Morgan Runyon sits with a friend on the porch of his restaurant The Old Place after ignoring evacuation orders to stay behind and save the restaurant from the Woolsey fire. Photograph: Robyn Beck/AFP/Getty Images

“This is not the ‘new normal’,” California’s outgoing governor Jerry Brown told reporters last Tuesday, amending the way he has previously described threats from worsening fires. “This is the new abnormal.”

The Los Angeles county fire chief, Daryl Osby, echoed his sentiments, saying climate change had taken a toll across the state. He called this the most difficult firefight of his career. California’s emergency resources, which the southern drier part of the state can typically rely on this time of year, were focused on the deadly Camp Fire, which erupted the same day north of Sacramento.

Until reinforcements arrived from other states, Osby said, the only objective they could achieve was to save lives and get everyone out. While the Camp fire, the most deadly in the state’s history, has claimed possibly hundreds of lives, three have reportedly perished in the Woolsey fire.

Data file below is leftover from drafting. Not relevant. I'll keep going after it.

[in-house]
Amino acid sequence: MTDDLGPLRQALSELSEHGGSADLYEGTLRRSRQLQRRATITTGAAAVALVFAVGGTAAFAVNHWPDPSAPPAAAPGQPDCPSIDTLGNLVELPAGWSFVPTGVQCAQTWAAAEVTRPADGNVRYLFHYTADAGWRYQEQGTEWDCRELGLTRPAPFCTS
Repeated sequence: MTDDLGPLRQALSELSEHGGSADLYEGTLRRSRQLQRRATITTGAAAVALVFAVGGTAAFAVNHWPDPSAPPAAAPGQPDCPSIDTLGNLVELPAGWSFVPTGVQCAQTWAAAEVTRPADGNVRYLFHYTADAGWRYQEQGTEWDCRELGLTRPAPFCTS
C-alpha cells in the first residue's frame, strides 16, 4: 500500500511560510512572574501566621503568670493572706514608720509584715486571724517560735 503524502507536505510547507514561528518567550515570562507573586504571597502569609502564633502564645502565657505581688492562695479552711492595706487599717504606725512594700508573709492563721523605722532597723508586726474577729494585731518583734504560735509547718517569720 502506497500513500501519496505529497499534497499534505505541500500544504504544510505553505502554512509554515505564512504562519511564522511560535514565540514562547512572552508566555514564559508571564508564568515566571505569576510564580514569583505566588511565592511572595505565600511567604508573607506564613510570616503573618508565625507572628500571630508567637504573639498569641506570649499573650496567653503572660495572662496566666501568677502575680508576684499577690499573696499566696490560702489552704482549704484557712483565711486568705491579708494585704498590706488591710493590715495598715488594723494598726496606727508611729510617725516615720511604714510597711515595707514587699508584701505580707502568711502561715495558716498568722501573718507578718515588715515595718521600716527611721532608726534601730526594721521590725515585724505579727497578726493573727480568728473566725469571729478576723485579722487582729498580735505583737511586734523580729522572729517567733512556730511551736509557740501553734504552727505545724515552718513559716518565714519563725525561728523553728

“I think we were successful at that objective, preventing death,” Osby said. “Unfortunately, it was at the expense of people’s homes.”

In Cornell, that meant residents were largely on their own.

“We had no help,” Allen said, recounting the inferno that cascaded through the canyon at shocking speeds.

He described the chaos as many of his neighbors scrambled to escape. Homes on the hill above him were already engulfed in flames when, around 8am, a sheriff’s car sped through announcing the mandatory evacuation order on a loudspeaker. Soon after, trucks and cars filled with evacuees hauled past in quick pursuit, only to find the winding canyon roads jammed farther down, with others trying to leave.

A worker looks on near a bridge destroyed by the heat from the Woolsey fire, in Cornell.

A worker looks on near a bridge destroyed by the heat from the Woolsey fire, in Cornell. Photograph: Robyn Beck/AFP/Getty Images

The fire department had yet to be seen.

“It looked like Armageddon,” Allen said. “Something you’d see in a movie and not real life.” Still, he and others stayed behind.